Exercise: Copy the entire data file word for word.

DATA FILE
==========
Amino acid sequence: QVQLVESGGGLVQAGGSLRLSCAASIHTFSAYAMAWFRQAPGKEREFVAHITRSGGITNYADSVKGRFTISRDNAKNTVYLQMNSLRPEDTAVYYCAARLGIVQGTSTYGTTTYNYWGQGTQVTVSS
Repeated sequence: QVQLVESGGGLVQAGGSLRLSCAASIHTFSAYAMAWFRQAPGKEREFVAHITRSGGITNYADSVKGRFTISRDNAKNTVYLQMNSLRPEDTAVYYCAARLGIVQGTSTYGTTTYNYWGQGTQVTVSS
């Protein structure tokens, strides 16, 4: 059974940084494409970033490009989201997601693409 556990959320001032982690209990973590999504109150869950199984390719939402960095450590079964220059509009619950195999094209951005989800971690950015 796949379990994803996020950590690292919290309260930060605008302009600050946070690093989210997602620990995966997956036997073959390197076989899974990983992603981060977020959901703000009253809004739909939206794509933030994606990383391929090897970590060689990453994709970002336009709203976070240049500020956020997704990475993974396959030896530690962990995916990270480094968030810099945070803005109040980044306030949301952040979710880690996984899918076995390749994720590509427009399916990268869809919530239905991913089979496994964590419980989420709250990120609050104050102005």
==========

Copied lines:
Amino acid sequence: QVQLVESGGGLVQAGGSLRLSCAASIHTFSAYAMAWFRQAPGKEREFVAHITRSGGITNYADSVKGRFTISRDNAKNTVYLQMNSLRPEDTAVYYCAARLGIVQGTSTYGTTTYNYWGQGTQVTVSS
Repeated sequence: QVQLVESGGGLVQAGGSLRLSCAASIHTFSAYAMAWFRQAPGKEREFVAHITRSGGITNYADSVKGRFTISRDNAKNTVYLQMNSLRPEDTAVYYCAARLGIVQGTSTYGTTTYNYWGQGTQVTVSS
């Protein structure tokens, strides 16, 4: 059974940084494409970033490009989201997601693409 556990959320001032982690209990973590999504109150869950199984390719939402960095450590079964220059509009619950195999094209951005989800971690950015 796949379990994803996020950590690292919290309260930060605008302009600050946070690093989210997602620990995966997956036997073959390197076989899974990983992603981060977020959901703000009253809004739909939206794509933030994606990383391929090897970590060689990453994709970002336009709203976070240049500020956020997704990475993974396959030896530690962990995916990270480094968030810099945070803005109040980044306030949301952040979710880690996984899918076995390749994720590509427009399916990268869809919530239905991913089979496994964590419980989420709250990120609050104050102005």